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Saturday, 4 December 2010

Madrid- From Bosch to Barcelo

Madrid is a vibrant city and veritable capital of art culture. I could fill this post with hundreds of art stories, but I'm going to limit myself to just a few. When I was ten years old my Grandma took me to Madrid to stay with my Aunt. It was the first time I had been abroad without my parents, it was my first time dancing on the streets until 1am, it was my first time really getting to know my Aunt and Grandma, it was my first time tasting the world as it would be. I returned when I was 12, 16 and 20, each time discovering new things about the city and returning to some of the same. Most of these things, new and old, are centred around what the art galleries, exhibitions and installations have to offer my love of art.
As I come to apply for jobs and consider why I want to work in the Arts sector, it is my memories of that first trip to the Prado which I return to. For a long time afterwards I believed that all of art history was contained within the walls of that museum; Rubens, El Greco, Heronimus Bosch, Goya and Picasso, this was the art of the world, not just of Spain. I had so much passion for the voluptuous forms of Ruben's goddesses, the elongated silhouettes of El Greco, the chaotic detail of Bosch's Heaven and Hell triptych, the tortured nightmares of Black Goya and the unrealised possibilities of Picasso. As a ten year old in a foreign country I took my Grandma and my aunt on a tour of the unexplored gallery and gained an occasional audience in the process.
Jamon, that gorgeous Spanish treat! And some of Madrid's graffiti that decorates the streets. I think this inspired an obsession with graffiti for a long time, if you could see my art and photography sketchbooks from school you would understand!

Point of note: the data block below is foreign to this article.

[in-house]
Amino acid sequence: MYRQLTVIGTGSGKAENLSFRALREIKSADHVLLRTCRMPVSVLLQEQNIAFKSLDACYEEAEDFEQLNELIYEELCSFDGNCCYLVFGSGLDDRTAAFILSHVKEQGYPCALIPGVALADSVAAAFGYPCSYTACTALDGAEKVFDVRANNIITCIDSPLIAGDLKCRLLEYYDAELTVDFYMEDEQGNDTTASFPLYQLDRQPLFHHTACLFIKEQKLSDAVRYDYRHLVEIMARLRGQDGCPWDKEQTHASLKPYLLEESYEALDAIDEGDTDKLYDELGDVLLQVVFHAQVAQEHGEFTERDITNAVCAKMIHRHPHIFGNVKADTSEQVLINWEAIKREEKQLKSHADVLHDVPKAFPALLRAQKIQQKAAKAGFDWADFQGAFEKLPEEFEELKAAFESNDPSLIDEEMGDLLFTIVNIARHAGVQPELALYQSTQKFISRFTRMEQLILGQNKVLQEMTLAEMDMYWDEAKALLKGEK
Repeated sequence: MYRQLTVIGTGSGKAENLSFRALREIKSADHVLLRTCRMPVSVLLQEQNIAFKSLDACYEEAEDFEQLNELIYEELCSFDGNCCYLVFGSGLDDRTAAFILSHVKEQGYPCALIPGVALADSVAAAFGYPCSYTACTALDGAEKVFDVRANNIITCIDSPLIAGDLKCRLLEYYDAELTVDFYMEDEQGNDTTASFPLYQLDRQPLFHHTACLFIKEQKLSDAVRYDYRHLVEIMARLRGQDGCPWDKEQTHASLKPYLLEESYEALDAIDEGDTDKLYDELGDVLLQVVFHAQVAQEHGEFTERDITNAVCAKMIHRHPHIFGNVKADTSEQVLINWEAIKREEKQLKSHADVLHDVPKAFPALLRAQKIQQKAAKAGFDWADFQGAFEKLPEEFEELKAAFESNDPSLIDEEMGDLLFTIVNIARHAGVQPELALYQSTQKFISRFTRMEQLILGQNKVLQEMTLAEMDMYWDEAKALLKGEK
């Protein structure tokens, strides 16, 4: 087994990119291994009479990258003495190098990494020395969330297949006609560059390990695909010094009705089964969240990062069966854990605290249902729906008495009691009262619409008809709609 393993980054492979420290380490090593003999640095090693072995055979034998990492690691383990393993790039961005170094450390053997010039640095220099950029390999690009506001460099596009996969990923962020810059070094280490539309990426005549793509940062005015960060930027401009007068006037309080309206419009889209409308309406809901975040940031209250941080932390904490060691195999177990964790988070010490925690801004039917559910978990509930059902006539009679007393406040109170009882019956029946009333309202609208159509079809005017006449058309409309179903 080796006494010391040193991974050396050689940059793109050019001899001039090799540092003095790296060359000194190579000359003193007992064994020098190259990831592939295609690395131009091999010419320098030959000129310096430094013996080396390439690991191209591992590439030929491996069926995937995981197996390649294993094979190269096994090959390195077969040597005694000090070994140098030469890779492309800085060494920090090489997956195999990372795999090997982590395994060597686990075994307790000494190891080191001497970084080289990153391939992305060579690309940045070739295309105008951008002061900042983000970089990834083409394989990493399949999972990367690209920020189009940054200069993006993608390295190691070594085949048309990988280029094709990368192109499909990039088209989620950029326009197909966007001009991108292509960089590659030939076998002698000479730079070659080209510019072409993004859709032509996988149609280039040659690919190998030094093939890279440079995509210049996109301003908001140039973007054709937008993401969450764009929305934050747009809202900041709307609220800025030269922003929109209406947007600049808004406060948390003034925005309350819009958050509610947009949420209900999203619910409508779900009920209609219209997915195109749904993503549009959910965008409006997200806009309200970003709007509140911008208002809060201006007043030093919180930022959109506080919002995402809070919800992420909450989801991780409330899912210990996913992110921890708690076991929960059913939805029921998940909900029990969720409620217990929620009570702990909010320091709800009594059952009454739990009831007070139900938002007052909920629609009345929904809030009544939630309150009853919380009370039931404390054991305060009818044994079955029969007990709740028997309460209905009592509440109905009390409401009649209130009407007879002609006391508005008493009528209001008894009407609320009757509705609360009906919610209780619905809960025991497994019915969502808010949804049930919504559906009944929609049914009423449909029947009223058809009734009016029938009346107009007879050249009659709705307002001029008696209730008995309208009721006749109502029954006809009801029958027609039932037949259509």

At 16 I was lucky enough to see Picasso's Guernica on its return to Spain. Its exhibition amongst sketches and preparatory paintings proved Guernica to be a powerful work as it encompassed all in its gravitational field. This exhibition in the Reina Sofia was accompanied by an exhibition at the Prado which showed Picasso playing with the very traditions and artworks that I had learnt about at ten. I came home with a heavy exhibition catalogue and a love for Picasso. On this trip I also saw the Movida exhibition about Spanish underground art culture in the 80's which has fuelled a fascination with the film maker Almodovar that you can read about here;

This summer I returned to Spain for my Aunt's wedding and decided to extend my stay so that I could have some time in the city which seems to have become so familiar. I returned to the Reina Sofia and took my mother to see it for the first time. It was here that I saw the Valparaiso exhibition ( which initially inspired ideas about my dissertation. I was also drawn to the Caixa forum, pictured above, by the upside down elephant balancing on its trunk and the vertical walled garden. The Caixa is an amazing art space and its exhibition of Miquel Barcelo was another revelation about Spanish art. Barcelo has a wonderful feel for texture and the physical qualities of paint. He could manipulate paint in to pumpkin pulp, sand drifts, vegetable matter and the greasy relics of a Spanish feast. In contrast his watercolours exploit the medium's delicate qualities, suggesting shapes like shadows or moving water. Take a look here:

I am sorry that this post has flitted between so many things, but I want to explain how much the city of Madrid has inspired me and my interests. This post is for my Grandma and my Aunt, because it's true, without that first trip to Madrid I'm not sure where my passion for art would have come from.

1 comment:

  1. Wonderful article. And very nice blog. I especially enjoyed the part about graffiti, something I've learned to appreciate fully only in the past couple of years. Seems to me as though something really important for art is quietly taking place in the streets of Spain, Portugal and Brazil. Awesome creativity and talent going on out there.